Public talk to uncover stories of victims of Mount Vesuvius

When Mount Vesuvius erupted in Italy in 79 AD, it buried countless inhabitants in ash and lava and trapped towns like Pompeii and Herculaneum in a moment of time.

The eruption also buried Oplontis, the Roman villa complex at the centre of an upcoming public talk. Kristina Killgrove, the lead archaeologist at the site, will share her research with the Brock and Niagara community on Sunday, Jan. 31 at 3 p.m.

Killgrove, an Adjunct Assistant Professor in Anthropology at University of North Carolina Chapel Hill, is the principle investigator of the Face of Oplontis project, which uses a variety of scientific and digital methods to preserve and understand the lives of those buried at Oplontis.

Oplontis was partially excavated in the 1980s, but none of the dozens of skeletons found were scientifically analyzed until Killgrove led a team of archaeologists to finish the excavation and analysis of the site in 2017.

“The eruption of Mount Vesuvius was a massive natural catastrophe for the Romans, with earthquakes and other events happening in the years leading up to it,” says Killgrove. “Analyzing skeletons of people killed by the eruption may help us better understand climate shifts and how people in the past dealt with these changes.”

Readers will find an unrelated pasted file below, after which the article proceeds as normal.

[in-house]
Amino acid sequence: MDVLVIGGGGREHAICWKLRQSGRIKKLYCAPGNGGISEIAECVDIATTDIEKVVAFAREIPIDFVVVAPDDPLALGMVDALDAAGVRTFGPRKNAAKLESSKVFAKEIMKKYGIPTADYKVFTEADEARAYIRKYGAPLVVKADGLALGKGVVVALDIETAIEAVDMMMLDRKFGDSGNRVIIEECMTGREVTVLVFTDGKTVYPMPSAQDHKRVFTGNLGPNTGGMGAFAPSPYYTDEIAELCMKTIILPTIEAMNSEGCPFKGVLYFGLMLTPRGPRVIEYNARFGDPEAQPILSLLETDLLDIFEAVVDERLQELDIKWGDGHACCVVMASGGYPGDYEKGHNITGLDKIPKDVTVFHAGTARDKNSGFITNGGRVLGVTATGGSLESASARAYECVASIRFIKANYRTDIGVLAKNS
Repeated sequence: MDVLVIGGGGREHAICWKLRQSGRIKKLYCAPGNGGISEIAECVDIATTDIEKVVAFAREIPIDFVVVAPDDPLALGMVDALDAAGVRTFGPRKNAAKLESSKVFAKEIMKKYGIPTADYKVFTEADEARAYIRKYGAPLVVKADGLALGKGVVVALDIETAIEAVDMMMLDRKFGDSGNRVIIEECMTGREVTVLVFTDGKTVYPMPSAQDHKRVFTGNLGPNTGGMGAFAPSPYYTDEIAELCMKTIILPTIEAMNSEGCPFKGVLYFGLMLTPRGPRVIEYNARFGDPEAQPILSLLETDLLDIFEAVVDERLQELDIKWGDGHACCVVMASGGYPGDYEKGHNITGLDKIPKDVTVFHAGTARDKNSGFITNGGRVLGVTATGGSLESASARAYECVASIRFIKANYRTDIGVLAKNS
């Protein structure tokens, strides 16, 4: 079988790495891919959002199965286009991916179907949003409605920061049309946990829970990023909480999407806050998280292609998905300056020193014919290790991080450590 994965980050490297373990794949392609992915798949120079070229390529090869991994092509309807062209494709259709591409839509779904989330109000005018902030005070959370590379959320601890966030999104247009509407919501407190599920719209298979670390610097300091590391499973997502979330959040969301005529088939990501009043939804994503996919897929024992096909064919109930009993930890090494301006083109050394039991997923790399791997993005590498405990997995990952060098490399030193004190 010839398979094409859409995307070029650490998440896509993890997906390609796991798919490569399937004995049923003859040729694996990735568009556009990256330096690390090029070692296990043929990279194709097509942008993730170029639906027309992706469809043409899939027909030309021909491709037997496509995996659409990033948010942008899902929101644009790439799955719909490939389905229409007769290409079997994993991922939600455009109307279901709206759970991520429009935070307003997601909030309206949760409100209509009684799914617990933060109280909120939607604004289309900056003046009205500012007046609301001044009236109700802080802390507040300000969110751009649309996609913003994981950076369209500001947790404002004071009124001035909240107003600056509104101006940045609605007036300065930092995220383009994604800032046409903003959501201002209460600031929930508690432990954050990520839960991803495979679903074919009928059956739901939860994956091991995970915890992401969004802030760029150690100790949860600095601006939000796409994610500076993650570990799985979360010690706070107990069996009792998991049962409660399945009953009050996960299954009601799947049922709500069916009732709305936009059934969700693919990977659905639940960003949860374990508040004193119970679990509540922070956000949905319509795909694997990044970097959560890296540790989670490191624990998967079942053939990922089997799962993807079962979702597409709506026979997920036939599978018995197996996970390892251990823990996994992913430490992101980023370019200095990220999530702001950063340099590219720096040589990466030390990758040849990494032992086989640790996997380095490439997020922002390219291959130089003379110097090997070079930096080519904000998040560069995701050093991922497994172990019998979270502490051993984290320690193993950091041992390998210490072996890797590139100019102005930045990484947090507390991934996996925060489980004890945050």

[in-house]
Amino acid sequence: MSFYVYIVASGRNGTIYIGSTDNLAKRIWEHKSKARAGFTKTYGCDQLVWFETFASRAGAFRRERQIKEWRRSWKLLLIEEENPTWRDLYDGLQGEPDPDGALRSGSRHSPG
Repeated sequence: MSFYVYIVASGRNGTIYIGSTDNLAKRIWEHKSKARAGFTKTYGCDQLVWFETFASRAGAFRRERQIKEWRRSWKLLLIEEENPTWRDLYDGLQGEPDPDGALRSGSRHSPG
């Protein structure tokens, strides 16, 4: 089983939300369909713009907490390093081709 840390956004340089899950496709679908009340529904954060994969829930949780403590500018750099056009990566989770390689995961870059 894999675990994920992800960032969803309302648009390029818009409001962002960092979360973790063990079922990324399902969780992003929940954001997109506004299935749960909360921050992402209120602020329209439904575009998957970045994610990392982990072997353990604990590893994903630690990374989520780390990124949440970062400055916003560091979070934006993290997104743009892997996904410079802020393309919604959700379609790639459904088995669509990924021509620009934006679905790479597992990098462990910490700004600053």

Examination of the human remains have explored questions about biological relationships between the deceased, what they ate and what diseases they suffered from. The work has included techniques from chemistry and biology, including DNA and isotope analysis, 3D scanning of many of the skulls and basic osteological analysis of the skeletons.

“Bioarchaeology is one of the most promising avenues of research in to the Vesuvian sites right now,” says Carrie Murray, Associate Professor with the Department of Classics and event organizer. “I think learning about more about individuals, not just how they died in the eruption, but how they lived fascinates everyone.”

Open to the community, the event is part of annual lecture series hosted by the Niagara Peninsula Society of the Archaeological Institute of America and the Department of Classics. The talk will be held online via Microsoft Teams on Sunday, Jan. 31 at 3 p.m. Pre-registration is required.

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